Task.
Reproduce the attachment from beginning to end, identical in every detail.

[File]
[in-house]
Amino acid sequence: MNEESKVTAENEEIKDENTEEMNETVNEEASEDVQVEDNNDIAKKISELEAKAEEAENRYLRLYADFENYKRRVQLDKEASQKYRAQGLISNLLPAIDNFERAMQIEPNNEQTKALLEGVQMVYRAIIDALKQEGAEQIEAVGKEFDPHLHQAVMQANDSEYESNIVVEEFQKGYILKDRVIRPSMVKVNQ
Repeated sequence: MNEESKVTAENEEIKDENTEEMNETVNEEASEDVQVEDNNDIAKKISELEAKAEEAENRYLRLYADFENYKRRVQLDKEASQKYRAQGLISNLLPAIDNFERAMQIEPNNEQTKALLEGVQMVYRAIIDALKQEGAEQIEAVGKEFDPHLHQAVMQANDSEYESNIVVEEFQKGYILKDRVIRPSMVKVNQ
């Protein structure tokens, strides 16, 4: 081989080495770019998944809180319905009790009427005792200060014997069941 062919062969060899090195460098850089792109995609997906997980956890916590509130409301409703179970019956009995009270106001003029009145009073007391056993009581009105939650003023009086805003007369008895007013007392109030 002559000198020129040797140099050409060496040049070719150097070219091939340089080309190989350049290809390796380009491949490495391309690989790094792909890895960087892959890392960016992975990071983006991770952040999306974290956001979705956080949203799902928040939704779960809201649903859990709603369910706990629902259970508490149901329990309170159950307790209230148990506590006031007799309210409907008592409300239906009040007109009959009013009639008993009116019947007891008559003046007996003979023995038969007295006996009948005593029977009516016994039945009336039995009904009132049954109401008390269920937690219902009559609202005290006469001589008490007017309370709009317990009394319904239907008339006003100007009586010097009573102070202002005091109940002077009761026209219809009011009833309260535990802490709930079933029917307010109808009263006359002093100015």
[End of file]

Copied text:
[in-house]
Amino acid sequence: MNEESKVTAENEEIKDENTEEMNETVNEEASEDVQVEDNNDIAKKISELEAKAEEAENRYLRLYADFENYKRRVQLDKEASQKYRAQGLISNLLPAIDNFERAMQIEPNNEQTKALLEGVQMVYRAIIDALKQEGAEQIEAVGKEFDPHLHQAVMQANDSEYESNIVVEEFQKGYILKDRVIRPSMVKVNQ
Repeated sequence: MNEESKVTAENEEIKDENTEEMNETVNEEASEDVQVEDNNDIAKKISELEAKAEEAENRYLRLYADFENYKRRVQLDKEASQKYRAQGLISNLLPAIDNFERAMQIEPNNEQTKALLEGVQMVYRAIIDALKQEGAEQIEAVGKEFDPHLHQAVMQANDSEYESNIVVEEFQKGYILKDRVIRPSMVKVNQ
């Protein structure tokens, strides 16, 4: 081989080495770019998944809180319905009790009427005792200060014997069941 062919062969060899090195460098850089792109995609997906997980956890916590509130409301409703179970019956009995009270106001003029009145009073007391056993009581009105939650003023009086805003007369008895007013007392109030 002559000198020129040797140099050409060496040049070719150097070219091939340089080309190989350049290809390796380009491949490495391309690989790094792909890895960087892959890392960016992975990071983006991770952040999306974290956001979705956080949203799902928040939704779960809201649903859990709603369910706990629902259970508490149901329990309170159950307790209230148990506590006031007799309210409907008592409300239906009040007109009959009013009639008993009116019947007891008559003046007996003979023995038969007295006996009948005593029977009516016994039945009336039995009904009132049954109401008390269920937690219902009559609202005290006469001589008490007017309370709009317990009394319904239907008339006003100007009586010097009573102070202002005091109940002077009761026209219809009011009833309260535990802490709930079933029917307010109808009263006359002093100015």